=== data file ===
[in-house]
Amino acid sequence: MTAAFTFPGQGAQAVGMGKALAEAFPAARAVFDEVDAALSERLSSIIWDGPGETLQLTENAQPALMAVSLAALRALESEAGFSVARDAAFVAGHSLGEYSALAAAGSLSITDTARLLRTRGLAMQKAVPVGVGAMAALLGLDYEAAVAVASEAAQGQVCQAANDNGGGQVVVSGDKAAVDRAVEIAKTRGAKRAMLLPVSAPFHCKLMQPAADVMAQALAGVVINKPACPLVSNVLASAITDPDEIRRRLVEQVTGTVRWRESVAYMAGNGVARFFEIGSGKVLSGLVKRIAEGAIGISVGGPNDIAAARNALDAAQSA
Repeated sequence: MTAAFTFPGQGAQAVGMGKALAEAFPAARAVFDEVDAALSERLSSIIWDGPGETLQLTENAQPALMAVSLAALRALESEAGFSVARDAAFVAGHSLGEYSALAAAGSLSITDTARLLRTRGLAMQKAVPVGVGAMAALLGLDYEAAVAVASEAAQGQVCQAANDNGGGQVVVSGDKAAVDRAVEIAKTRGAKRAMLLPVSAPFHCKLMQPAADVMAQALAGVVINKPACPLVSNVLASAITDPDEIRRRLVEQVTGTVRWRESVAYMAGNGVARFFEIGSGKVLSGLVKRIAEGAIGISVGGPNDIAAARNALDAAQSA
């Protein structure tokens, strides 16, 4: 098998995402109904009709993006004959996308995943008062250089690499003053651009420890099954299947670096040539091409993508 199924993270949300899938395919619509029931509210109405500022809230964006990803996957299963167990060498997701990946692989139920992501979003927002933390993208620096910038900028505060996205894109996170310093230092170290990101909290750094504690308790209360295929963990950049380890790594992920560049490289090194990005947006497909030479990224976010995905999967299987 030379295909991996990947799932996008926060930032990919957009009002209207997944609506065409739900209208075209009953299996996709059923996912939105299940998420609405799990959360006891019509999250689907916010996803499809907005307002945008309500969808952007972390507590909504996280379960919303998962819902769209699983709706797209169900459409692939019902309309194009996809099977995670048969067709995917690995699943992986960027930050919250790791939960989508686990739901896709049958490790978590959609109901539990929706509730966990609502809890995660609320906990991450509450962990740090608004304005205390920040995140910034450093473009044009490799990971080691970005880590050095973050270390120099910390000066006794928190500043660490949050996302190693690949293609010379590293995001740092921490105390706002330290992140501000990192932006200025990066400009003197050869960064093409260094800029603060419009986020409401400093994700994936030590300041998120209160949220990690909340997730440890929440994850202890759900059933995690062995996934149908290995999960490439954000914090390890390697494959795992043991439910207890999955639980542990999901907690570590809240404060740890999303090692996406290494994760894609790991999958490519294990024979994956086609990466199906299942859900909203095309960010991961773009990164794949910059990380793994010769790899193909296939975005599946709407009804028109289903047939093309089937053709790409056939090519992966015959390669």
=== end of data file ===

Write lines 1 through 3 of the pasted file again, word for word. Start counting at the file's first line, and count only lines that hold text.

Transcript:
[in-house]
Amino acid sequence: MTAAFTFPGQGAQAVGMGKALAEAFPAARAVFDEVDAALSERLSSIIWDGPGETLQLTENAQPALMAVSLAALRALESEAGFSVARDAAFVAGHSLGEYSALAAAGSLSITDTARLLRTRGLAMQKAVPVGVGAMAALLGLDYEAAVAVASEAAQGQVCQAANDNGGGQVVVSGDKAAVDRAVEIAKTRGAKRAMLLPVSAPFHCKLMQPAADVMAQALAGVVINKPACPLVSNVLASAITDPDEIRRRLVEQVTGTVRWRESVAYMAGNGVARFFEIGSGKVLSGLVKRIAEGAIGISVGGPNDIAAARNALDAAQSA
Repeated sequence: MTAAFTFPGQGAQAVGMGKALAEAFPAARAVFDEVDAALSERLSSIIWDGPGETLQLTENAQPALMAVSLAALRALESEAGFSVARDAAFVAGHSLGEYSALAAAGSLSITDTARLLRTRGLAMQKAVPVGVGAMAALLGLDYEAAVAVASEAAQGQVCQAANDNGGGQVVVSGDKAAVDRAVEIAKTRGAKRAMLLPVSAPFHCKLMQPAADVMAQALAGVVINKPACPLVSNVLASAITDPDEIRRRLVEQVTGTVRWRESVAYMAGNGVARFFEIGSGKVLSGLVKRIAEGAIGISVGGPNDIAAARNALDAAQSA